Also we think the stewardship needs of connectivity nets are different from alignment nets and different again from production/action nets. For example:

    Connectivity: Open pathways for communication and exchange: Weaver:help people meet each other, increase ease of sharing and searching for information

    Alignment: Build a sense of shared identity and purpose: facilitor: help people to explore potential shared identity and value propositions

    Production: Produce desired outcomes more effectively:
    coordinator: help people plan and implement collaborative actions

  • Curtis…Very complete and thought-provoking list. I’m delving into Thomas Edison’s collaboration process, and see much of what you’ve identified in his “must-haves.” One item that I couldn’t quite pin down: inspirational leader. Where do you think this falls? Collaborations are prone to breakdowns – as you aptly note – and often the inspirational leader must step in to maintain momentum. I welcome any thoughts you may have on this!

  • Curtis says:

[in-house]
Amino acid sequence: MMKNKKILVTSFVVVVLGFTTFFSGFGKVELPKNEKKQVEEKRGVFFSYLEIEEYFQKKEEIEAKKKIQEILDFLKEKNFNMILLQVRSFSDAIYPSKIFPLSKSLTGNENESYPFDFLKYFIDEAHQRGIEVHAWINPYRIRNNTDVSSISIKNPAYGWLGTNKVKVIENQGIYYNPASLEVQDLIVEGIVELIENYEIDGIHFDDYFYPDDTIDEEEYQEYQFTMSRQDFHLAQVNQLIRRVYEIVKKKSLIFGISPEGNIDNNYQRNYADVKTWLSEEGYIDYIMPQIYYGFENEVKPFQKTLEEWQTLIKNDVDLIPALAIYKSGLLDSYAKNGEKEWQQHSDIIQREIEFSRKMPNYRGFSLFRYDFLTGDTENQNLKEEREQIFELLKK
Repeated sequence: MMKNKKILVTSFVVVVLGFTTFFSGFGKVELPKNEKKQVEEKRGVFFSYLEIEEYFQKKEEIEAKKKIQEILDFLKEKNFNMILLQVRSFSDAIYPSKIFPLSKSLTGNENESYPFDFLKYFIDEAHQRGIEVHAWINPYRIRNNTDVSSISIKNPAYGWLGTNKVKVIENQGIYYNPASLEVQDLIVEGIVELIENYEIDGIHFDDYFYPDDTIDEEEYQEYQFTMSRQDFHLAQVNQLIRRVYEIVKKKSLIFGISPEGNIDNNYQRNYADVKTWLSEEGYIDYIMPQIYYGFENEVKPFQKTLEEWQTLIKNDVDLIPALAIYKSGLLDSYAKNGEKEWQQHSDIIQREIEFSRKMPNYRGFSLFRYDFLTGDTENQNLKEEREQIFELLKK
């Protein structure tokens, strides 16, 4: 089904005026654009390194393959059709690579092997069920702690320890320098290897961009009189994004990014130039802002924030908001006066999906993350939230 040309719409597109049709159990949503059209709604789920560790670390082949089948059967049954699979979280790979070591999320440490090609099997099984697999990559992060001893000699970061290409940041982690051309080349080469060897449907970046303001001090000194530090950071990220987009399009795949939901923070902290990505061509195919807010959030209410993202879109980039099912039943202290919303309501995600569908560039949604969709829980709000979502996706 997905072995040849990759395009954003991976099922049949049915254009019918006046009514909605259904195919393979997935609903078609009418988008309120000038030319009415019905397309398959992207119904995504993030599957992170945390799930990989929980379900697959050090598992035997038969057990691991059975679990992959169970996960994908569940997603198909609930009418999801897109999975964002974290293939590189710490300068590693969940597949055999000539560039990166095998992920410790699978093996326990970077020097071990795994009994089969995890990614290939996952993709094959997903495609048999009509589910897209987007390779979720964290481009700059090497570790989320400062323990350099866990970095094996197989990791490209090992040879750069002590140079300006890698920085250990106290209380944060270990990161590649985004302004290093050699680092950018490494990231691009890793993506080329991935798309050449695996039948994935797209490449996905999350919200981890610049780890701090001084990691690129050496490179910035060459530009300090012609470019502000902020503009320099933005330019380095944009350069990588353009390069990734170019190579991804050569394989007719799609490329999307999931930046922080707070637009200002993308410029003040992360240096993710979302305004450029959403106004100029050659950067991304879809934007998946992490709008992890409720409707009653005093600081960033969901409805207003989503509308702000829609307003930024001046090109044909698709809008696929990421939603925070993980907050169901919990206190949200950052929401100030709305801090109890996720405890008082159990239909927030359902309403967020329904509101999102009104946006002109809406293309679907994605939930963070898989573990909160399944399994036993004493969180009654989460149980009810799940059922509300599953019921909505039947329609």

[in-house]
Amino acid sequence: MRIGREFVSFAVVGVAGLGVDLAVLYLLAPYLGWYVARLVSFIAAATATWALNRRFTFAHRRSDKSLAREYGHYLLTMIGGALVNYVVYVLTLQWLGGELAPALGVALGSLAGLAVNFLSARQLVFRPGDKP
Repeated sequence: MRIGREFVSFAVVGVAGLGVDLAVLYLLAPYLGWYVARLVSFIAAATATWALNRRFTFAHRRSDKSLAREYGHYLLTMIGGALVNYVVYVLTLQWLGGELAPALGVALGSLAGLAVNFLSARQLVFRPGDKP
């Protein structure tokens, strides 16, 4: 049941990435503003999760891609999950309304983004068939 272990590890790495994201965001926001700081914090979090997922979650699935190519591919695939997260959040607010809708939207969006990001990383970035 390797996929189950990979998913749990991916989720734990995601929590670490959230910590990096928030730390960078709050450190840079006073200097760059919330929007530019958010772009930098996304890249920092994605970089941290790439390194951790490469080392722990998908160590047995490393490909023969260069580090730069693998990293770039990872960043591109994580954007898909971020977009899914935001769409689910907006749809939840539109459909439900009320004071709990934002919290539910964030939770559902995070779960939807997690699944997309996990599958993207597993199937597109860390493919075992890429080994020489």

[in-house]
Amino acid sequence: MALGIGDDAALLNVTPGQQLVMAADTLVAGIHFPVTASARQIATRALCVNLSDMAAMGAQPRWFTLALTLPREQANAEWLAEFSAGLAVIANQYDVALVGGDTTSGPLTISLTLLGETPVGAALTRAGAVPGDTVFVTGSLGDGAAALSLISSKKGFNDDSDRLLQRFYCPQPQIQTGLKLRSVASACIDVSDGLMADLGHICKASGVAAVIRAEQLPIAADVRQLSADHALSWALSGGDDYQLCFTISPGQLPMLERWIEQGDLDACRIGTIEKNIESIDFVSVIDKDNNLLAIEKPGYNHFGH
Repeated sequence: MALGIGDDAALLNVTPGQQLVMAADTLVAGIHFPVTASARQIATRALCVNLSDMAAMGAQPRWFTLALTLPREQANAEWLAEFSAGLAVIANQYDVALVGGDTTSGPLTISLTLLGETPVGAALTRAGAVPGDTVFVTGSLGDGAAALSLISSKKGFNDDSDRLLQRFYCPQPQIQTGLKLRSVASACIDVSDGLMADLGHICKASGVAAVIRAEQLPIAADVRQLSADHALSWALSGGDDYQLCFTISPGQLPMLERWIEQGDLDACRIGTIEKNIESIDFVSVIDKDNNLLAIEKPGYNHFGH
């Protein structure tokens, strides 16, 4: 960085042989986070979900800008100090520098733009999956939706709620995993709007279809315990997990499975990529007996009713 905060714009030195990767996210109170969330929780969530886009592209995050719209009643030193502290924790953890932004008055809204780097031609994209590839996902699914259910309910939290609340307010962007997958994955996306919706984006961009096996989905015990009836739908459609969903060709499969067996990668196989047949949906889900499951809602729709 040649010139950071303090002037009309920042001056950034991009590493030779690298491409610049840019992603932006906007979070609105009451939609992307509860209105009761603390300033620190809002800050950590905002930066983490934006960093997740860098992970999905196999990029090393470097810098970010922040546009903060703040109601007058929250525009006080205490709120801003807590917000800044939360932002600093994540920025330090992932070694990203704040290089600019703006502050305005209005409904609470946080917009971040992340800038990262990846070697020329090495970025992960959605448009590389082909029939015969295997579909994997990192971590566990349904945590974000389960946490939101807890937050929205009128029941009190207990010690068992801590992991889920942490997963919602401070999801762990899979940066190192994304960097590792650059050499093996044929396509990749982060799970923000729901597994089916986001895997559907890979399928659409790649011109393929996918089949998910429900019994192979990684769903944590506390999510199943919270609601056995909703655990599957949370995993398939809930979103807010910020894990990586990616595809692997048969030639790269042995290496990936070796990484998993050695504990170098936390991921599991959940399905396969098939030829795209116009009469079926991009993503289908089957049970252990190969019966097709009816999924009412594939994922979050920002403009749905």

Thank you for your comment and question. I think what you raise about inspiration is critical. When this spark lacks, often in the form of a vision or a visionary, as the old saying goes, the people can perish. And I think that the provision of inspiration can be shared and spread. In our practice, this often starts with a convenor, who is moved to pull people together. And the mantle can easily, and often must, be picked up by others as the venture becomes more jointly shared. In the life of a collaborative venture or a network, it strikes that there are different times for different kinds of inspiration, and this may fall differently to different roles. There is some interesting research that has been done on how charismatic leadership can disrupt movement in networks. If I find that, I’ll post or send. And curious about your thoughts, Sarah!